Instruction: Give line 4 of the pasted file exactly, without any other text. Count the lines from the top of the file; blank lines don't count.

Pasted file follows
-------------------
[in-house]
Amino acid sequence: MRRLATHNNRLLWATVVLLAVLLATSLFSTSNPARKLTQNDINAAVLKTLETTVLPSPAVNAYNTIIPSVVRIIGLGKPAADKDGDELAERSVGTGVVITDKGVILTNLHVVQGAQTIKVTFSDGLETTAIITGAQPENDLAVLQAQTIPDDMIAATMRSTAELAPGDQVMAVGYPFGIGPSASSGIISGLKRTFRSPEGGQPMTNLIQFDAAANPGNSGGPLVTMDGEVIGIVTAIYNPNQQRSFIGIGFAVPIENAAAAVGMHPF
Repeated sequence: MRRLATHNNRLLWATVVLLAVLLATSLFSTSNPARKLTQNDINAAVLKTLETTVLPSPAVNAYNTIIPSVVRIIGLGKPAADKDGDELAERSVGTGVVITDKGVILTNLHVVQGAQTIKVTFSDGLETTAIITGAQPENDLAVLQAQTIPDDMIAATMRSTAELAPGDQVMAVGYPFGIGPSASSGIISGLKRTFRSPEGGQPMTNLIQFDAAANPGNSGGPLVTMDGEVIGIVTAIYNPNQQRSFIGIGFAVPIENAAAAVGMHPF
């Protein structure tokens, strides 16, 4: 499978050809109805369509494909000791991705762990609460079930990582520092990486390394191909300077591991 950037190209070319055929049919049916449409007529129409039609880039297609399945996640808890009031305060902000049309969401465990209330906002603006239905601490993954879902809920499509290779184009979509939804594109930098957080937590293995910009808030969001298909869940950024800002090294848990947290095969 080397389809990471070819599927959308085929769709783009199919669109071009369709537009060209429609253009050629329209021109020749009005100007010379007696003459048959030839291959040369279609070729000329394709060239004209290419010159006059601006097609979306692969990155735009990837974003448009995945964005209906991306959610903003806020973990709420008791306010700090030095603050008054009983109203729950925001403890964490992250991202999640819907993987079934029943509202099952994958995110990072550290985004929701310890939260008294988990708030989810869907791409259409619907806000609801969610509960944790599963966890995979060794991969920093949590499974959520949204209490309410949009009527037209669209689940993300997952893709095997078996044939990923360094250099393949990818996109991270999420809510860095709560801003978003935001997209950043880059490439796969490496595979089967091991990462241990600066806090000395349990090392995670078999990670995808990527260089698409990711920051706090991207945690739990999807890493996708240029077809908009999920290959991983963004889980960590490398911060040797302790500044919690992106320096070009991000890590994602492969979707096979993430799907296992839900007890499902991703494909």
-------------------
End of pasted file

């Protein structure tokens, strides 16, 4: 499978050809109805369509494909000791991705762990609460079930990582520092990486390394191909300077591991 950037190209070319055929049919049916449409007529129409039609880039297609399945996640808890009031305060902000049309969401465990209330906002603006239905601490993954879902809920499509290779184009979509939804594109930098957080937590293995910009808030969001298909869940950024800002090294848990947290095969 080397389809990471070819599927959308085929769709783009199919669109071009369709537009060209429609253009050629329209021109020749009005100007010379007696003459048959030839291959040369279609070729000329394709060239004209290419010159006059601006097609979306692969990155735009990837974003448009995945964005209906991306959610903003806020973990709420008791306010700090030095603050008054009983109203729950925001403890964490992250991202999640819907993987079934029943509202099952994958995110990072550290985004929701310890939260008294988990708030989810869907791409259409619907806000609801969610509960944790599963966890995979060794991969920093949590499974959520949204209490309410949009009527037209669209689940993300997952893709095997078996044939990923360094250099393949990818996109991270999420809510860095709560801003978003935001997209950043880059490439796969490496595979089967091991990462241990600066806090000395349990090392995670078999990670995808990527260089698409990711920051706090991207945690739990999807890493996708240029077809908009999920290959991983963004889980960590490398911060040797302790500044919690992106320096070009991000890590994602492969979707096979993430799907296992839900007890499902991703494909």